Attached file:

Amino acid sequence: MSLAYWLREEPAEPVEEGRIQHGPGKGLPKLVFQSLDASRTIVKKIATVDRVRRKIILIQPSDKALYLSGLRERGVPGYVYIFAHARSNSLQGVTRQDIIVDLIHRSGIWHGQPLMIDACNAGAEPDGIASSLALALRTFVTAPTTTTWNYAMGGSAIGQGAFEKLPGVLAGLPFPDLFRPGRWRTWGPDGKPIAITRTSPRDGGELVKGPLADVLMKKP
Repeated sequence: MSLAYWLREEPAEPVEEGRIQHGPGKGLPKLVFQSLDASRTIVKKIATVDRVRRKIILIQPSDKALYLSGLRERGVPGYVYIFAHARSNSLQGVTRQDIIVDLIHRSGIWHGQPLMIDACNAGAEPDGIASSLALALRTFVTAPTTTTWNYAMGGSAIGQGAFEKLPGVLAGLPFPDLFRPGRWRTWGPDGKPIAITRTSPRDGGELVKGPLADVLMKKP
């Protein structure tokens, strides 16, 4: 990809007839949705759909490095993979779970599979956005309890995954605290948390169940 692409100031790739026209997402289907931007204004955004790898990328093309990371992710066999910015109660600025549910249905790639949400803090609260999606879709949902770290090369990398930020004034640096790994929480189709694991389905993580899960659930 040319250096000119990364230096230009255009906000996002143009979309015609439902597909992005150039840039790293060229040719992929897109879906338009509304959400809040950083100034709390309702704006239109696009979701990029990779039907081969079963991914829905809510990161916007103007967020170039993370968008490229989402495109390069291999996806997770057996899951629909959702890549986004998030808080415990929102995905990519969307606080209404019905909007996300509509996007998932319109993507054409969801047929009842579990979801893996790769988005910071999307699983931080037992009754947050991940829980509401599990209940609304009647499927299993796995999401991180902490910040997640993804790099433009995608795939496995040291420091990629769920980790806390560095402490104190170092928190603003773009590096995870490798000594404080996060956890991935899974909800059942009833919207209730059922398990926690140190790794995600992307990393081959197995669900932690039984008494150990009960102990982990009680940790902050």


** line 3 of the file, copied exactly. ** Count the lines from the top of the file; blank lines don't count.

């Protein structure tokens, strides 16, 4: 990809007839949705759909490095993979779970599979956005309890995954605290948390169940 692409100031790739026209997402289907931007204004955004790898990328093309990371992710066999910015109660600025549910249905790639949400803090609260999606879709949902770290090369990398930020004034640096790994929480189709694991389905993580899960659930 040319250096000119990364230096230009255009906000996002143009979309015609439902597909992005150039840039790293060229040719992929897109879906338009509304959400809040950083100034709390309702704006239109696009979701990029990779039907081969079963991914829905809510990161916007103007967020170039993370968008490229989402495109390069291999996806997770057996899951629909959702890549986004998030808080415990929102995905990519969307606080209404019905909007996300509509996007998932319109993507054409969801047929009842579990979801893996790769988005910071999307699983931080037992009754947050991940829980509401599990209940609304009647499927299993796995999401991180902490910040997640993804790099433009995608795939496995040291420091990629769920980790806390560095402490104190170092928190603003773009590096995870490798000594404080996060956890991935899974909800059942009833919207209730059922398990926690140190790794995600992307990393081959197995669900932690039984008494150990009960102990982990009680940790902050």